Injured raccoons raise concern for Oak Bay resident

Concerns raised about trap-induced injuries to raccoons

A local raccoon missing its right front paw.

A local raccoon missing its right front paw.

Posters and a new website aim to raise awareness over raccoons missing paws in Oak Bay and the concern the damage is human-caused.

Posters in the Haultain Street, Epworth Street and Kings Road neighbourhood inform residents, and Oak Bay Police were alerted May 25 with a report of up to four sightings in recent weeks of raccoons in that neighbourhood with a missing paw.

“(The resident has) been seeing a drastic reduction of the raccoon population,” said Deputy Chief Kent Thom, Oak Bay Police.

“That’s what made them think there were maybe some leg traps being set. If that is the case, it gives us a lot of concern because pets and young children run the risk of being hurt and injured with these traps.”

One of the injured raccoons was a nursing mother.

“I think it’s just speculation at this point. We’ve seen no traps and we personally have seen no injured raccoons,” said Thom. “It’s on our radar now and we’re always looking for this kind of thing.”

Raccoons missing limbs is not a new phenomenon, says Conservation Officer Peter Pauwels. “We don’t see it very often, but I have seen it occasionally,” he said.

While there is concern someone is using a leg-hold trap, “that’s not necessarily the case,” Pauwels said.

There was an incident about three years ago, he said, where a raccoon got caught in a kania trap, a lethal squirrel trap that can cause damage to larger animals when not properly used.

“That’s probably more likely than leg-hold,” Pauwels said.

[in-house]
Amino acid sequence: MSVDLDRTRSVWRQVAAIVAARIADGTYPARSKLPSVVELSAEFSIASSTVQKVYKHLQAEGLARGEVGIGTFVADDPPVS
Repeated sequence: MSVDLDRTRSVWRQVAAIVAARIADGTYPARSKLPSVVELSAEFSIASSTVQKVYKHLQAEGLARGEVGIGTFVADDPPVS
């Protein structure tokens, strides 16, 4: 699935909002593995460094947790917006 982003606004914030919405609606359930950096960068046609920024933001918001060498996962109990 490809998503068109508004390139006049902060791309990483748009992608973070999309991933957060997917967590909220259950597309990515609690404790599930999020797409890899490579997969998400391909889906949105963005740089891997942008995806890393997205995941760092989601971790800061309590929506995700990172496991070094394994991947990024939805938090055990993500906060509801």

However, “to use those you have to be more than 200 metres from a residence, which makes it pretty hard to do in Oak Bay.”

While it would be illegal to use the lethal traps, Pauwels cautions residents not to jump to conclusions.

“It’s completely legal to use live traps and there are lots of them out there,” he said. “If you want to trap animals, there are companies that will do that for you and most of them are pretty good about using legal traps. If these things are not used properly it isn’t just raccoons that could get caught, it could be other animals as well.”

“If they see something they think is illegal then they could phone it in,” he added.

The BC SPCA Wild Animal Rehabilitation Centre was among agencies contacted by the concerned resident, and their phone number shared on the posters in the neighbourhood.

“If anyone does notice raccoons in the area that are injured in any way, contact us directly. That way we can help them assess the situation,” said Heather Schmitt, assistant manager at Wild ARC.

The Metchosin facility sees a lot of orphaned baby wildlife of all varieties this time of year, including young raccoons.

“We tend to see adult raccoons sporadically throughout the year,” Schmitt said. They primarily come in with animal-versus-animal injuries.

Visit savetheraccoons.weebly.com to learn more about the resident concern and a reward offered.

Who to call

BC SPCA Wild Animal Rehabilitation Centre, 250-478-9453

Police – Oak Bay, 250-592-2424 or Crime Stoppers, 1-800-222-8477

BC Conservation Service, 1-877-952-7277 (RAPP) or #7277 on the TELUS Mobility Network or online at env.gov.bc.ca/cos/rapp/form.htm